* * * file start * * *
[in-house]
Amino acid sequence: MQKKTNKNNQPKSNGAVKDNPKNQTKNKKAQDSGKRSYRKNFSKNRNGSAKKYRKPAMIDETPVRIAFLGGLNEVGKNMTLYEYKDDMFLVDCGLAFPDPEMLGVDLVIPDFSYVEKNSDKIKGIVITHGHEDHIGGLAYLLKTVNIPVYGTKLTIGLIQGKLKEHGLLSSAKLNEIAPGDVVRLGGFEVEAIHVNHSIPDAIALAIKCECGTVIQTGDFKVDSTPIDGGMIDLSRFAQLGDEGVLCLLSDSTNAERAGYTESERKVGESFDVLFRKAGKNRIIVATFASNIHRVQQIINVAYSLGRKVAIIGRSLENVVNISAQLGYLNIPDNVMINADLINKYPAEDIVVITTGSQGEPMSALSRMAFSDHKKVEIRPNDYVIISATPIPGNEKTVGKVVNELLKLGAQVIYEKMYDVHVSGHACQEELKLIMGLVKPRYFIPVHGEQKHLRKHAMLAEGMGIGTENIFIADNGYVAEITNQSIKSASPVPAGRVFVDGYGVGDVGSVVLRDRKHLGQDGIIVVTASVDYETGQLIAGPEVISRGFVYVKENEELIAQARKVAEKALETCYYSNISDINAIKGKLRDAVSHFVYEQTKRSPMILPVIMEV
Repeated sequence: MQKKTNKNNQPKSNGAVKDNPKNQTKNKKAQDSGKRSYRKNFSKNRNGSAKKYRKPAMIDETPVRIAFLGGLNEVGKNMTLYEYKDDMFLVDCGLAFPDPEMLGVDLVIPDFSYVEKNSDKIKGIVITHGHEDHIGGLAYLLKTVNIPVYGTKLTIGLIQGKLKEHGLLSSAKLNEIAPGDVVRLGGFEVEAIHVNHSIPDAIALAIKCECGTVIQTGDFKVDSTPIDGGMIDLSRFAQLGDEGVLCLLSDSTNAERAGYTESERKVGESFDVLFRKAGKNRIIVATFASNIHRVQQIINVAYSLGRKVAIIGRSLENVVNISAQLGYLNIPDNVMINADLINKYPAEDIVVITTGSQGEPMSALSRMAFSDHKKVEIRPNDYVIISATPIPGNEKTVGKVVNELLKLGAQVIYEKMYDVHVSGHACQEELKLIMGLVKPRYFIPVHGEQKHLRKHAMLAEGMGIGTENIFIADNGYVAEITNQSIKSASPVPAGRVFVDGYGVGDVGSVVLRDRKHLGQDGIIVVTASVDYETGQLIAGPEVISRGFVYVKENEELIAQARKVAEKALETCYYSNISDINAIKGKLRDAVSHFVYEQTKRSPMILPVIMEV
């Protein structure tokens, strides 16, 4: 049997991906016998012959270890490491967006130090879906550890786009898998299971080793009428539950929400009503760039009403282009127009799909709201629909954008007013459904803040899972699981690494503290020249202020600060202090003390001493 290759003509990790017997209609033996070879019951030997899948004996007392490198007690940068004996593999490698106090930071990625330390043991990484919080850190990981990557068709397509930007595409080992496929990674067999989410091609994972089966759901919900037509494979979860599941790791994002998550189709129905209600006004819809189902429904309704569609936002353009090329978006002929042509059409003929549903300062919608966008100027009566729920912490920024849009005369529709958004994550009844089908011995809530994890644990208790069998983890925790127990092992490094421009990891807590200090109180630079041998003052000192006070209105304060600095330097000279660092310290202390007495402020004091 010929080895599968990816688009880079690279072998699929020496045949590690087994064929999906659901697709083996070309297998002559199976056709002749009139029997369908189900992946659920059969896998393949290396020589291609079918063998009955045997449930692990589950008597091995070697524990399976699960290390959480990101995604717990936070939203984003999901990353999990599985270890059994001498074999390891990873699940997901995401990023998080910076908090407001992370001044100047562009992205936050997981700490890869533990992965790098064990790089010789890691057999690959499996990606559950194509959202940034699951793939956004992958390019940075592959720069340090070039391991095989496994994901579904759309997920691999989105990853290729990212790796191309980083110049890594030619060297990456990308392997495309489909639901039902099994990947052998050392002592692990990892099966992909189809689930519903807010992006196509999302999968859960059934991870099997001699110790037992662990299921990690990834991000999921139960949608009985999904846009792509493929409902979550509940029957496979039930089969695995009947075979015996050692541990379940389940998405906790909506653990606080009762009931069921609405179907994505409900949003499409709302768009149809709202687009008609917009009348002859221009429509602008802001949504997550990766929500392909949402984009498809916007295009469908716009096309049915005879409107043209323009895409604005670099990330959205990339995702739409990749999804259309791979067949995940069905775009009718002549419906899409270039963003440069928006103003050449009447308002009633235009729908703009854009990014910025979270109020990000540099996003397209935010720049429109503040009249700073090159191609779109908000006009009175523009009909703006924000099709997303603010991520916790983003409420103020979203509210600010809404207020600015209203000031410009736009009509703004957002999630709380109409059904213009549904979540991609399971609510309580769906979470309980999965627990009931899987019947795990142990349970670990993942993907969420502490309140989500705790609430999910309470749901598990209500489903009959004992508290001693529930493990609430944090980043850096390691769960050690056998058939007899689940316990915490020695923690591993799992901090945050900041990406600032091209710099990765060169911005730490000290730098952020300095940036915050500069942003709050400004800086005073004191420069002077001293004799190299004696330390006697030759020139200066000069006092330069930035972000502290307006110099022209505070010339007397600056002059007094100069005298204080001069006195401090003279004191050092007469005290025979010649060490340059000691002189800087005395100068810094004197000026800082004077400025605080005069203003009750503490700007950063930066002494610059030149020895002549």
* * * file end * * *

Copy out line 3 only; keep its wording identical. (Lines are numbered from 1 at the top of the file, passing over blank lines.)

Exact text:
Repeated sequence: MQKKTNKNNQPKSNGAVKDNPKNQTKNKKAQDSGKRSYRKNFSKNRNGSAKKYRKPAMIDETPVRIAFLGGLNEVGKNMTLYEYKDDMFLVDCGLAFPDPEMLGVDLVIPDFSYVEKNSDKIKGIVITHGHEDHIGGLAYLLKTVNIPVYGTKLTIGLIQGKLKEHGLLSSAKLNEIAPGDVVRLGGFEVEAIHVNHSIPDAIALAIKCECGTVIQTGDFKVDSTPIDGGMIDLSRFAQLGDEGVLCLLSDSTNAERAGYTESERKVGESFDVLFRKAGKNRIIVATFASNIHRVQQIINVAYSLGRKVAIIGRSLENVVNISAQLGYLNIPDNVMINADLINKYPAEDIVVITTGSQGEPMSALSRMAFSDHKKVEIRPNDYVIISATPIPGNEKTVGKVVNELLKLGAQVIYEKMYDVHVSGHACQEELKLIMGLVKPRYFIPVHGEQKHLRKHAMLAEGMGIGTENIFIADNGYVAEITNQSIKSASPVPAGRVFVDGYGVGDVGSVVLRDRKHLGQDGIIVVTASVDYETGQLIAGPEVISRGFVYVKENEELIAQARKVAEKALETCYYSNISDINAIKGKLRDAVSHFVYEQTKRSPMILPVIMEV